Middle school and high school “unpacking” documents for the state’s new social studies standards were narrowly approved Thursday on a 6-5 vote along party lines.
The board’s Democratic majority voted in favor of the documents teachers and districts will use to craft lesson plans and curriculums as the new social studies standards come online this academic year.
State board members made few comments about the grades 6-12 documents, which stood in contrast to the spirited debate last month when the K-5 “unpacking documents” were approved or when the board adopted the social studies standards in February. Both votes were 7-5, along party lines with Democrats voting in the affirmative.
Instead, on Thursday, the board focused on a recent report by the Fordham Institute, a conservative think tank that gave North Carolina a D-grade for its new civics standards and an F for its U.S. History standards.
“North Carolina’s new civics and U.S. History standards are inadequate,” the Fordham report said. “Nebulous verbiage and an aversion to specifics make them functionally contentless in many places, and organization is poor throughout. A complete revision is recommended before implementation.”
The state routinely receives low marks from the Fordham Institute, said David Stegall, state superintendent of innovation.
The problem, he explained, is that the state’s standards are conceptual to give districts and schools flexibility to determine content and curriculum to meet teacher and student needs. The institute’s evaluators value standards that provide specific topics students must learn.
The institute recommends, for example, that the standards “articulate what students should know instead of asking them to “exemplify,” “critique,” “distinguish,” “differentiate,” “compare,” “assess,” or “classify.”
Stegall said conceptual standards allow students to engage in critical thinking.
“Conceptual standards allow teachers to make deeper connections with the real world in multiple points in history that are related rather than have students memorize specific names and dates,” Stegall said.
Nevertheless, the criticism coming from the Fordham Institute shouldn’t be disregarded, said State Superintendent Catherine Truitt.
“It’s shortsighted of us, quite frankly, to dismiss the report out of hand simply because North Carolina always gets downgraded by the Fordham Institute,” Truitt said.
Truitt pushed back on Stegall’s explanation for the low marks. She said the state receives them because it does not understand what local control means when it comes to what a standard should look like.
“A standard is a statement of essential knowledge of what a student is supposed to learn, and our standards do not contain any statement of essential knowledge that is to be learned,” Truitt said.
The state is also penalized for arranging its standards thematically instead of chronologically, Truitt said.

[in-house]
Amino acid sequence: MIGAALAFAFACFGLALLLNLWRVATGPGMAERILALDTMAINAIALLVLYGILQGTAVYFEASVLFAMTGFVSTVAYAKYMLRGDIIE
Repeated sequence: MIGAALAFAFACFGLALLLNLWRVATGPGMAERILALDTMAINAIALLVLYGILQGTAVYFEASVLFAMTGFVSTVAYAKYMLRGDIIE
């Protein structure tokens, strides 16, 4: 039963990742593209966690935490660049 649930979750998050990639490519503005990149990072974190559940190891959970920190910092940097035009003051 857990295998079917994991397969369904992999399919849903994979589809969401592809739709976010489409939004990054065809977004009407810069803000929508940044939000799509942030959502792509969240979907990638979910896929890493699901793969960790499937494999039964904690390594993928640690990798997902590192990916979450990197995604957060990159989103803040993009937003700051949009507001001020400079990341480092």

“Anyone who has ever been frustrated by the fact that the majority of young adults in the United States do not know when World War II occurred, it is because in the 70s …we have not been teaching history chronologically, at least our standards have not encouraged teachers to do so,” Truitt said.
The superintendent and SBE Chairman Eric Davis have discussed an alternative to the template used by NCDPI and teachers contracted to develop the standards.
The template used now has been around for a decade, Truitt said.
“What I am positing is that the template is flawed, and that a better template that provides a better framework will be better for teachers and therefore for students,” Truitt said.
Truitt will share information about a new template with the board over the next month. The board could be asked to adopt a new template in August.
Davis said a new template could provide a roadmap that could enhance the new social studies standards.
Whether a new template deserves further consideration is “subject to the boards’ judgement and approval,” Davis said.
The new social studies standards have been a source of controversy for months because critics believe they incorporate elements of Critical Race Theory (CRT), which examines social, cultural and legal issues as they relate to race and racism.
Critics complain that CRT is divisive and paints whites as “irredeemable” racists.
Meanwhile, those who support CRT say it’s important that children learn “hard, uncomfortable truths” about America’s racial history, which includes slavery, Jim Crow Law and the brutal lynching of Blacks at the hands of white mobs.
Jill Camnitz, chair of the state board’s Student Learning and Achievement Committee, noted the spirited debates the new standards have sparked.
“I personally have confidence that our district and teachers will use the standards and supporting documents to provide a classroom experience that gives our students a deep understanding of our history, inspiration to continue to work on perfecting our union and an ability to deal with the richness of experience and viewpoint that are found in every classroom in North Carolina,” Camnitz said.
Last month, SBE member Olivia Oxendine questioned how the elementary school documents could omit Sandra Day O’Connor from a list of women who contributed to change and innovation in the United States.
“I know we cannot think of every person in history, every event in history, every major theme in history but I cannot for the life of me understand how in this particular standard within the unpacking documents, how we missed Sandra Day O’Connor,” Oxendine said.
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